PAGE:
This year is the 100th anniversary of a particular poet’s pilgrimage into Nature – on a bicycle. Edward Thomas cycled from Clapham south west into the countryside: the result was his book In Pursuit of Spring (1914).

David Caddy, the Dorset-based travel writer and editor of probably the best and most inclusive poetry and reviews journal in the UK, Tears in the Fence (established in 1984: the name refers to the fence at Greenham Common), is also a keen cyclist as well as a deeply rooted Nature poet, who decided to emulate Thomas’ journey a century later.

Thomas’ genius for detail, which made him such a fine critic as well as writer, is also naturally matched by Caddy’s eye for the living image, story, and memory. Cycling after Thomas and the English is also about our heritage, woven into and sometimes concealed in the landscape; and it is about that elusive thing, ‘being English’ – especially with reference to the radical and liberal tradition artists and writers naturally subscribe to.

Caddy weaves his narrative effortlessly between past and present, his 24-gear bike trailing Thomas on and off map references, and up and down roads with now vanished pubs (Thomas lists them as he goes). The result is both a Baedeker and a kaleidoscope of fascinating things where the pleasure of travelling and writing is palpable, heightened by the context of pilgrimage – a journey that is something much more than A to B.

It is a poet’s pilgrimage in, as Keats said, “this vale of soul-making”. Caddy begins and ends in Sturminster Newton, Dorset. The book starts with a brilliant chapter on the bicycle, and how it came into prominence as a result of the Suffragette movement, which saw women cycling to work. As he says, “the bicycle itself has a deep association with freedom and perspective”. And he quotes one character he meets as saying: “It’s something I worry about and the Government seems to be ignoring the liberties that our ancestors struggled for”.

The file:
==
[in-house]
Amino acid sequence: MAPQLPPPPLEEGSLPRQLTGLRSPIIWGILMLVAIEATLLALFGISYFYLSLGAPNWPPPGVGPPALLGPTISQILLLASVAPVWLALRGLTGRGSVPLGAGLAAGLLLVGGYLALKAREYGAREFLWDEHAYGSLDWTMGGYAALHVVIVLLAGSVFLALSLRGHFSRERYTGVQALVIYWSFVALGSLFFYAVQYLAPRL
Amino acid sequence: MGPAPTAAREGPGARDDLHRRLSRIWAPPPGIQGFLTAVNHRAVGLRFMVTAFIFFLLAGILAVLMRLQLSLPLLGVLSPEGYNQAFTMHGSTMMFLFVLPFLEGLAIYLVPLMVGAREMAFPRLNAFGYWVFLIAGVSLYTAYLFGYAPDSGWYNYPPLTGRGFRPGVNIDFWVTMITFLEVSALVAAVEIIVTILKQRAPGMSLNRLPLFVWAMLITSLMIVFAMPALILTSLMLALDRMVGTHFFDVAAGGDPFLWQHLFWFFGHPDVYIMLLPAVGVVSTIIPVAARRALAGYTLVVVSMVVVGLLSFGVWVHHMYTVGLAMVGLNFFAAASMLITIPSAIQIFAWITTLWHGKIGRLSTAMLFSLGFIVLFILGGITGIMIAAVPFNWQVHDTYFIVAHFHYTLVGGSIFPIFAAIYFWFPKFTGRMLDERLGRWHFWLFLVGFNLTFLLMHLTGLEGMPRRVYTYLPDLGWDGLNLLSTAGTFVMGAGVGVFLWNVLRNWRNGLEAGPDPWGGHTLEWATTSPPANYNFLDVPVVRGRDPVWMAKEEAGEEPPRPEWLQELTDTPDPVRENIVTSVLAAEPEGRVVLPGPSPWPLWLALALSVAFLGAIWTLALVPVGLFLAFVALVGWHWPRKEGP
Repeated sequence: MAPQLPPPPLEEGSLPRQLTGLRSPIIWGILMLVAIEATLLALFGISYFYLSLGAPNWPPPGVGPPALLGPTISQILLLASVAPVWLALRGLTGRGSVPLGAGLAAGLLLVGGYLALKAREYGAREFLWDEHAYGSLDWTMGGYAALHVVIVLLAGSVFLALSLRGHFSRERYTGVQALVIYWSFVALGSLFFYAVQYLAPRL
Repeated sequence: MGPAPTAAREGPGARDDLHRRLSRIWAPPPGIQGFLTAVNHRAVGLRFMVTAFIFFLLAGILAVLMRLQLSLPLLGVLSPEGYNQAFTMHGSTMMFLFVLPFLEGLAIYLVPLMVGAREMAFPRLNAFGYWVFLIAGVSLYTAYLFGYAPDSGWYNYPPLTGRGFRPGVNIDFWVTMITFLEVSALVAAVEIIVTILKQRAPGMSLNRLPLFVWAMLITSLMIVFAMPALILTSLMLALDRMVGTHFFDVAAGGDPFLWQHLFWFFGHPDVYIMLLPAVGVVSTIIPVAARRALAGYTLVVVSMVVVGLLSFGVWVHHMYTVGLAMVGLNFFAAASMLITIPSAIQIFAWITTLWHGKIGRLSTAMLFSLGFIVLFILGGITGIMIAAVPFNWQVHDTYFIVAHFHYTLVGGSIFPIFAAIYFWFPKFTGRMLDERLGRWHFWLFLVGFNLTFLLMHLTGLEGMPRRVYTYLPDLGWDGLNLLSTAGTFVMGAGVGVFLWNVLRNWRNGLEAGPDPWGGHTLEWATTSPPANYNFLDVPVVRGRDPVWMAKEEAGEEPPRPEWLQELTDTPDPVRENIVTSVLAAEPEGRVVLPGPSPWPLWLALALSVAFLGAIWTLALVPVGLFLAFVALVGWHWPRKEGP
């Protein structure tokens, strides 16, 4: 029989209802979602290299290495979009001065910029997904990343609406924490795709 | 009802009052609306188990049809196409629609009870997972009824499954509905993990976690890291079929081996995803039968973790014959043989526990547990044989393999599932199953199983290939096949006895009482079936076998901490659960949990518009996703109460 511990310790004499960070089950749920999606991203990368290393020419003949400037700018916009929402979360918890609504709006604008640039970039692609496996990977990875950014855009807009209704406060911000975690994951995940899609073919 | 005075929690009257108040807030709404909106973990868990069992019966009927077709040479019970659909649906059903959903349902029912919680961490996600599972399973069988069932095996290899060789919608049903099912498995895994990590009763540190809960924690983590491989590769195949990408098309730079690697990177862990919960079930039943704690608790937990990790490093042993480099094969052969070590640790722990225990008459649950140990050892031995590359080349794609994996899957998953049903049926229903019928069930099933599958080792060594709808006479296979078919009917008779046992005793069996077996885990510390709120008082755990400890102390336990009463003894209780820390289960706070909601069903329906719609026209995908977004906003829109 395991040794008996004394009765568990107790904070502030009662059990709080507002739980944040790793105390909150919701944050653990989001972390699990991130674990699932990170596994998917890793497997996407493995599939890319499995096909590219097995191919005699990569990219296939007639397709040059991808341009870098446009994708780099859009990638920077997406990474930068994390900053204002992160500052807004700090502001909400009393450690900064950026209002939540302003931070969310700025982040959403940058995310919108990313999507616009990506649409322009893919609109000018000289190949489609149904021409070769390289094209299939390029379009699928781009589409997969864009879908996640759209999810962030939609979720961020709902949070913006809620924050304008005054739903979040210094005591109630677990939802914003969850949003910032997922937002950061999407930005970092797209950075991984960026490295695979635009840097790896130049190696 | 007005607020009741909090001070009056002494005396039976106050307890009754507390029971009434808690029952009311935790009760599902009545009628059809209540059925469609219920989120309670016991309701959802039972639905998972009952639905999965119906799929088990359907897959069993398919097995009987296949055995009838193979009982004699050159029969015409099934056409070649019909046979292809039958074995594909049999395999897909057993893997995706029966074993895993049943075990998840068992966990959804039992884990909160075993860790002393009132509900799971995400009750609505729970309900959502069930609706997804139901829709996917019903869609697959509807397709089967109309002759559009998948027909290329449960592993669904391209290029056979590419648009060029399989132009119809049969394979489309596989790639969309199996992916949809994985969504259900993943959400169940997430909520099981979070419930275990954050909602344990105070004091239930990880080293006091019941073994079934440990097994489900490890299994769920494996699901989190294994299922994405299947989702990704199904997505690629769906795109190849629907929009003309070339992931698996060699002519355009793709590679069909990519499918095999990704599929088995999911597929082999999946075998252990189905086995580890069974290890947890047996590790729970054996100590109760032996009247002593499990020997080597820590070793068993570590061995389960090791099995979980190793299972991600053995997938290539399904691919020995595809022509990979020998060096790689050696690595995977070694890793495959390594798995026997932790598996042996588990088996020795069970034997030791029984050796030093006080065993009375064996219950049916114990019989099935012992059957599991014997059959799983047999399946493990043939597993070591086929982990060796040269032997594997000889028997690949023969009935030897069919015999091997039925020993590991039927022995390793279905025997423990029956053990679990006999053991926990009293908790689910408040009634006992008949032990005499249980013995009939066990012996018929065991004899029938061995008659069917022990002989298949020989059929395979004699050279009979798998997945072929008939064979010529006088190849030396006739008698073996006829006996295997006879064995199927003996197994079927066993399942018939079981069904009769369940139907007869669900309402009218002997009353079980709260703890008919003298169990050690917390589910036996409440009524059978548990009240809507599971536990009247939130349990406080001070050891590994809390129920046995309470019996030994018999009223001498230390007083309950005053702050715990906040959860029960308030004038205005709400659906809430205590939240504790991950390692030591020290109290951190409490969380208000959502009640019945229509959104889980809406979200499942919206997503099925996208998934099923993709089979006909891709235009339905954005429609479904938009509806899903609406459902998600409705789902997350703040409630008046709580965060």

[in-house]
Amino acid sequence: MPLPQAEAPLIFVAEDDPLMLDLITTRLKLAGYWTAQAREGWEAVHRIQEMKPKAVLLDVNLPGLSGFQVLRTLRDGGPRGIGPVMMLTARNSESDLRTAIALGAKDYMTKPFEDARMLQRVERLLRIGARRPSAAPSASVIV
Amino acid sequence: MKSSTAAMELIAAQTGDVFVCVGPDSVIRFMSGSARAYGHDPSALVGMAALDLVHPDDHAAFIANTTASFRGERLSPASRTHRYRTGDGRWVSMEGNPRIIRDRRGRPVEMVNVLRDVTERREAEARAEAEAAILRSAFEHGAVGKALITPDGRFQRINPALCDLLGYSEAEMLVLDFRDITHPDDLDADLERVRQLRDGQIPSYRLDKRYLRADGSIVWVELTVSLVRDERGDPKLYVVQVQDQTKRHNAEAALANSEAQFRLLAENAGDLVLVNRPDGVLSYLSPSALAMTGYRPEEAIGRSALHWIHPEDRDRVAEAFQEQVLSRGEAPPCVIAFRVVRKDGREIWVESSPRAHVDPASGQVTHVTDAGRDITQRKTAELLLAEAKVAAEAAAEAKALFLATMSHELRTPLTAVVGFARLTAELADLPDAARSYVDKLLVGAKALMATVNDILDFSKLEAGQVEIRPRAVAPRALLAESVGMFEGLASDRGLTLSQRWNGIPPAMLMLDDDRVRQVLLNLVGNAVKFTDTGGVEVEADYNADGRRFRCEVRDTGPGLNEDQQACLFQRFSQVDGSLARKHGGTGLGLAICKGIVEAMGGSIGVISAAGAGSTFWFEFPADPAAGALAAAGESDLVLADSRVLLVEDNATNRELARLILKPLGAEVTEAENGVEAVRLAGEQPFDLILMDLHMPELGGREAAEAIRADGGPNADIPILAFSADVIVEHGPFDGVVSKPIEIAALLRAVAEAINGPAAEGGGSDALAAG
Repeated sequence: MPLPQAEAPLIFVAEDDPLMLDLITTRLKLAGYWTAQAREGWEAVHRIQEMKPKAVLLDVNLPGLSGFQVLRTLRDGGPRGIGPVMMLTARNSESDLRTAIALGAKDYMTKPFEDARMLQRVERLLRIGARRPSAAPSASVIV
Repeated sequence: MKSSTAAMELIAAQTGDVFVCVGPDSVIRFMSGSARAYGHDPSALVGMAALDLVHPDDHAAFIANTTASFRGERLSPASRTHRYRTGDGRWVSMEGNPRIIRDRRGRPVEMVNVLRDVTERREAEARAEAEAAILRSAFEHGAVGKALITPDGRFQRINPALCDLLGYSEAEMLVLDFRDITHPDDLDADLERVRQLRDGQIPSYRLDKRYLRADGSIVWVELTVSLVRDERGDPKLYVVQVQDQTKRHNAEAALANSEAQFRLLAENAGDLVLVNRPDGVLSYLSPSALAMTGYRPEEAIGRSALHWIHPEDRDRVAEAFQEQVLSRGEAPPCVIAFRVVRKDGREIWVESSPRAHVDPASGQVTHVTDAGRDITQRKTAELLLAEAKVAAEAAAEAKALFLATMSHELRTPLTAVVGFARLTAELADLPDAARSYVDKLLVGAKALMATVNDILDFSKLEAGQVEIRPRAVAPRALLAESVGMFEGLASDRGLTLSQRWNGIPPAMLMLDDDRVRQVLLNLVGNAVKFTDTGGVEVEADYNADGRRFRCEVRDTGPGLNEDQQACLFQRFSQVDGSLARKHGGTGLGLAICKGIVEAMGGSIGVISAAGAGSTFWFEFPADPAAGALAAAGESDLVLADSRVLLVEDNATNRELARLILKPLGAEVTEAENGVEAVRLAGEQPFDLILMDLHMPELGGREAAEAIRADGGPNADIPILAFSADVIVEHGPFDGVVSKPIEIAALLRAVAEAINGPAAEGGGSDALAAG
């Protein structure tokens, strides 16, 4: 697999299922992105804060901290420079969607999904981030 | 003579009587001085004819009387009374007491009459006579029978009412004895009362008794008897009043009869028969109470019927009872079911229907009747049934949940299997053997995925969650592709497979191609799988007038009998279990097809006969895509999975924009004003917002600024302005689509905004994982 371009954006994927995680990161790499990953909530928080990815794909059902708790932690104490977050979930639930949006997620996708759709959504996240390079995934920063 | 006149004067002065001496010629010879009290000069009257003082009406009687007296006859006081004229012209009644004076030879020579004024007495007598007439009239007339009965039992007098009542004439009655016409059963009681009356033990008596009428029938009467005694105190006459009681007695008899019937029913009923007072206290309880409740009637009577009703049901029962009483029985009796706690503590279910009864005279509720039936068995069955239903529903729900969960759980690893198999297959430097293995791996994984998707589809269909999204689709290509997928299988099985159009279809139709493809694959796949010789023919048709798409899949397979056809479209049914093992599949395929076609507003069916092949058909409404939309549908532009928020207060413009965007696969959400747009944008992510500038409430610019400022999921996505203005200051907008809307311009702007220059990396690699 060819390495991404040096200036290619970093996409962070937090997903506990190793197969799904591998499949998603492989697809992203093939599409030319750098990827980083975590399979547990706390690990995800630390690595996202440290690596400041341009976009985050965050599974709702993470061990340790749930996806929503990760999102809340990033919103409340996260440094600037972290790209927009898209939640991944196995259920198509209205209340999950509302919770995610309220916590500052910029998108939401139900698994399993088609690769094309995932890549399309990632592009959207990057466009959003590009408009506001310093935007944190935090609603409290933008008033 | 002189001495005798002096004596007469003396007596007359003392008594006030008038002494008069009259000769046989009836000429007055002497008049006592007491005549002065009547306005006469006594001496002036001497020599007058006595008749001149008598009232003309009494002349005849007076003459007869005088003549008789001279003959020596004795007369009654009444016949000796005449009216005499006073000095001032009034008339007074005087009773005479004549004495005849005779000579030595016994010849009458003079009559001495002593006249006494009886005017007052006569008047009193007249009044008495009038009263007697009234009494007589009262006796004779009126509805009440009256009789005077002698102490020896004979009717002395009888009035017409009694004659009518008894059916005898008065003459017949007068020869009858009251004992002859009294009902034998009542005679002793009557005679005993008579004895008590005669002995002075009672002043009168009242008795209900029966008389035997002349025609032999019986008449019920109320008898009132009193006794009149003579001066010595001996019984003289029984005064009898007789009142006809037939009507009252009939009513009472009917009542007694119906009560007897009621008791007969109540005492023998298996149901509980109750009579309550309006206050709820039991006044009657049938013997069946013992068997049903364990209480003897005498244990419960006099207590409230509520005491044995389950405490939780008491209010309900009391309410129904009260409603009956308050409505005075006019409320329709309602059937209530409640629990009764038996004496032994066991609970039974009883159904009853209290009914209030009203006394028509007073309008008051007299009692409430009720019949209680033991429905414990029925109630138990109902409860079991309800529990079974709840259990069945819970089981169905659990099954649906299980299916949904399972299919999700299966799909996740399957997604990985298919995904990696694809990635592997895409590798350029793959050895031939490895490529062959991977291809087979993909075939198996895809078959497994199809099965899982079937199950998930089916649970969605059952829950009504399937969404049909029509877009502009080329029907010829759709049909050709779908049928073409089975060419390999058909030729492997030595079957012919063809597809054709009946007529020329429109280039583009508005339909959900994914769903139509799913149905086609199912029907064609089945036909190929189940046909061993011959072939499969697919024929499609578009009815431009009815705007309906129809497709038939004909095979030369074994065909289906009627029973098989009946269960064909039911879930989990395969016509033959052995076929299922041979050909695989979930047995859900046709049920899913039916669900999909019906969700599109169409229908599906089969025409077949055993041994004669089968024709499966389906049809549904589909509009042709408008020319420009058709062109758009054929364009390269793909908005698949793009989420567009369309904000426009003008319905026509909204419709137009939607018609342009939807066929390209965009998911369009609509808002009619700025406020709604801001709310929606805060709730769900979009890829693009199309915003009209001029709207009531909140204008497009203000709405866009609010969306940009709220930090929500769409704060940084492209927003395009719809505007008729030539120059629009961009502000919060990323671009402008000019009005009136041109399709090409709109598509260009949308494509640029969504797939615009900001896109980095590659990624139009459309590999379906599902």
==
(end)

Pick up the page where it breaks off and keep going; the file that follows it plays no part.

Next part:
That sense of liberty permeates the whole text, refreshing and generous as its author, who is open to meeting anyone and who trusts in the moment. Caddy’s grasp of Thomas himself is equally inclusive: an often moody man who had an abusive and belittling father, which (we might surmise) is what drove him to the front line… where he was killed by the vacuum created by a closely falling mortar shell – his body completely intact. He also brings to life the milieu Thomas moved in, which parallels the society of the best and most committed poets writing today, all of whom are equally alive spiritually, ecologically and politically.

Caddy writes: “The attachment to roots, place and ecology that one finds in Shakespeare, Blake, Wordsworth and Shelley has been increasingly sidelined by mechanistic thinking, policy making and by unethical business and banking practices that are underpinned by belief in a linear progress that is vehemently anti-community and anti-local”.

Caddy celebrates all that is not that in his discoveries and diversions, which include the origin of the picnic (at Box Hill), William Cobbett (the 18th-century sociologist on horseback), the cricket commentator and poet John Arlott, John Keats’ Ode to Autumn (drafted in Winchester), Graham Nash (of Crosby, Stills, Nash & Young) and the essayist William Hazlitt… along with numerous other references and thumbnail sketches.

The text itself is correspondingly non-linear, even as it traces a line in space. Its very form is the opposite of mechanistic. It couldn’t be further from a text book in that sense. It is a questing journey that turns up treasure: etymology and memory combine to show that what we need to remember is not only ancestry, not only literature even, but a living and lived example of what it means to be engaged and human.

I thoroughly enjoyed it, and I think you will, too.

Jay Ramsay is a poet, performer, workshop facilitator and psychotherapist. His latest collection is Monuments.